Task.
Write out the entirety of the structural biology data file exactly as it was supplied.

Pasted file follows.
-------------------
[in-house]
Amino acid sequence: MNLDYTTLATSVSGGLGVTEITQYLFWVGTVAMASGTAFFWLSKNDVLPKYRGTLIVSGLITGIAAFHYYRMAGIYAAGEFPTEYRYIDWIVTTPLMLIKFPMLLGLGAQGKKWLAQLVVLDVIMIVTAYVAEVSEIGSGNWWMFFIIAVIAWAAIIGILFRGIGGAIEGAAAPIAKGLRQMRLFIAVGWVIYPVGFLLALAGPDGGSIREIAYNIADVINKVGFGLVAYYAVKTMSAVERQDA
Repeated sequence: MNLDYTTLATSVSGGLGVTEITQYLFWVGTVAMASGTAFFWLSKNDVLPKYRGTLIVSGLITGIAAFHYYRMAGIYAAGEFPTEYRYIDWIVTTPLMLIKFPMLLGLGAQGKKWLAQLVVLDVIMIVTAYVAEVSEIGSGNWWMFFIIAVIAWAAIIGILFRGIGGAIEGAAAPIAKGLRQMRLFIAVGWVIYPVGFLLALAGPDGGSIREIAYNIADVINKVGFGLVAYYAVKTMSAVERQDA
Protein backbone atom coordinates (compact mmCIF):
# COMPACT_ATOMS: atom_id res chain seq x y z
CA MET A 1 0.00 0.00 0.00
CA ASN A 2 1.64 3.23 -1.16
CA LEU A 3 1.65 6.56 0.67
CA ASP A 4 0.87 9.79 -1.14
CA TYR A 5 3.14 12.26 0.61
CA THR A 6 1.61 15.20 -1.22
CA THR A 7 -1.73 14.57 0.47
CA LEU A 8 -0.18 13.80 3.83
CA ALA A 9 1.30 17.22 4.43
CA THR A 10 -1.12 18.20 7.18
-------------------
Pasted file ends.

[in-house]
Amino acid sequence: MNLDYTTLATSVSGGLGVTEITQYLFWVGTVAMASGTAFFWLSKNDVLPKYRGTLIVSGLITGIAAFHYYRMAGIYAAGEFPTEYRYIDWIVTTPLMLIKFPMLLGLGAQGKKWLAQLVVLDVIMIVTAYVAEVSEIGSGNWWMFFIIAVIAWAAIIGILFRGIGGAIEGAAAPIAKGLRQMRLFIAVGWVIYPVGFLLALAGPDGGSIREIAYNIADVINKVGFGLVAYYAVKTMSAVERQDA
Repeated sequence: MNLDYTTLATSVSGGLGVTEITQYLFWVGTVAMASGTAFFWLSKNDVLPKYRGTLIVSGLITGIAAFHYYRMAGIYAAGEFPTEYRYIDWIVTTPLMLIKFPMLLGLGAQGKKWLAQLVVLDVIMIVTAYVAEVSEIGSGNWWMFFIIAVIAWAAIIGILFRGIGGAIEGAAAPIAKGLRQMRLFIAVGWVIYPVGFLLALAGPDGGSIREIAYNIADVINKVGFGLVAYYAVKTMSAVERQDA
Protein backbone atom coordinates (compact mmCIF):
# COMPACT_ATOMS: atom_id res chain seq x y z
CA MET A 1 0.00 0.00 0.00
CA ASN A 2 1.64 3.23 -1.16
CA LEU A 3 1.65 6.56 0.67
CA ASP A 4 0.87 9.79 -1.14
CA TYR A 5 3.14 12.26 0.61
CA THR A 6 1.61 15.20 -1.22
CA THR A 7 -1.73 14.57 0.47
CA LEU A 8 -0.18 13.80 3.83
CA ALA A 9 1.30 17.22 4.43
CA THR A 10 -1.12 18.20 7.18